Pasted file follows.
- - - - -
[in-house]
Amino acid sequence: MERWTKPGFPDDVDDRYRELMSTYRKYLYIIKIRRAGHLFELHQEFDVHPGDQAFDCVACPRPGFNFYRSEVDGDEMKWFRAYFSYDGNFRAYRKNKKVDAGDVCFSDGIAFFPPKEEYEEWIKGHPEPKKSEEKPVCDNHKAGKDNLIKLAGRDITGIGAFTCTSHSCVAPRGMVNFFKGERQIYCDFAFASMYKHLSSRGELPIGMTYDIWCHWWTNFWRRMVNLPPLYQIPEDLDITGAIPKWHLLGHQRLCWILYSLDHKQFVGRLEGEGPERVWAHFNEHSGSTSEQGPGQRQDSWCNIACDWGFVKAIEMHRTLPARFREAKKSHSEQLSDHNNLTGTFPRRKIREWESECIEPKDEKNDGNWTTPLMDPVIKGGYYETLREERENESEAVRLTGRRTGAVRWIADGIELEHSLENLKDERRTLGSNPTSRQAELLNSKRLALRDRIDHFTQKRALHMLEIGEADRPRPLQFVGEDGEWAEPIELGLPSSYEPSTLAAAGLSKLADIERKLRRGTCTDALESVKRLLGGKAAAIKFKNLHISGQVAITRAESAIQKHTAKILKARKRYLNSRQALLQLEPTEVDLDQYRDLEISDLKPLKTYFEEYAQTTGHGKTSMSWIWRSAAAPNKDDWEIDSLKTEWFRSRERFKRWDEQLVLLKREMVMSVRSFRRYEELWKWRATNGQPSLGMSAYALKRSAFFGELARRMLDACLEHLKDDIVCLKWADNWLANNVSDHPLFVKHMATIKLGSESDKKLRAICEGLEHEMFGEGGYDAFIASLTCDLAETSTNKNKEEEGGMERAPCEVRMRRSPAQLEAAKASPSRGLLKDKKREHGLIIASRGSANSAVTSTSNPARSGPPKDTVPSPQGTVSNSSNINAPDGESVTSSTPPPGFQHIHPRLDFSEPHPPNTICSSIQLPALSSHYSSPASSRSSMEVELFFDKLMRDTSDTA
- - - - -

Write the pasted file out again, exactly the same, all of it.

[in-house]
Amino acid sequence: MERWTKPGFPDDVDDRYRELMSTYRKYLYIIKIRRAGHLFELHQEFDVHPGDQAFDCVACPRPGFNFYRSEVDGDEMKWFRAYFSYDGNFRAYRKNKKVDAGDVCFSDGIAFFPPKEEYEEWIKGHPEPKKSEEKPVCDNHKAGKDNLIKLAGRDITGIGAFTCTSHSCVAPRGMVNFFKGERQIYCDFAFASMYKHLSSRGELPIGMTYDIWCHWWTNFWRRMVNLPPLYQIPEDLDITGAIPKWHLLGHQRLCWILYSLDHKQFVGRLEGEGPERVWAHFNEHSGSTSEQGPGQRQDSWCNIACDWGFVKAIEMHRTLPARFREAKKSHSEQLSDHNNLTGTFPRRKIREWESECIEPKDEKNDGNWTTPLMDPVIKGGYYETLREERENESEAVRLTGRRTGAVRWIADGIELEHSLENLKDERRTLGSNPTSRQAELLNSKRLALRDRIDHFTQKRALHMLEIGEADRPRPLQFVGEDGEWAEPIELGLPSSYEPSTLAAAGLSKLADIERKLRRGTCTDALESVKRLLGGKAAAIKFKNLHISGQVAITRAESAIQKHTAKILKARKRYLNSRQALLQLEPTEVDLDQYRDLEISDLKPLKTYFEEYAQTTGHGKTSMSWIWRSAAAPNKDDWEIDSLKTEWFRSRERFKRWDEQLVLLKREMVMSVRSFRRYEELWKWRATNGQPSLGMSAYALKRSAFFGELARRMLDACLEHLKDDIVCLKWADNWLANNVSDHPLFVKHMATIKLGSESDKKLRAICEGLEHEMFGEGGYDAFIASLTCDLAETSTNKNKEEEGGMERAPCEVRMRRSPAQLEAAKASPSRGLLKDKKREHGLIIASRGSANSAVTSTSNPARSGPPKDTVPSPQGTVSNSSNINAPDGESVTSSTPPPGFQHIHPRLDFSEPHPPNTICSSIQLPALSSHYSSPASSRSSMEVELFFDKLMRDTSDTA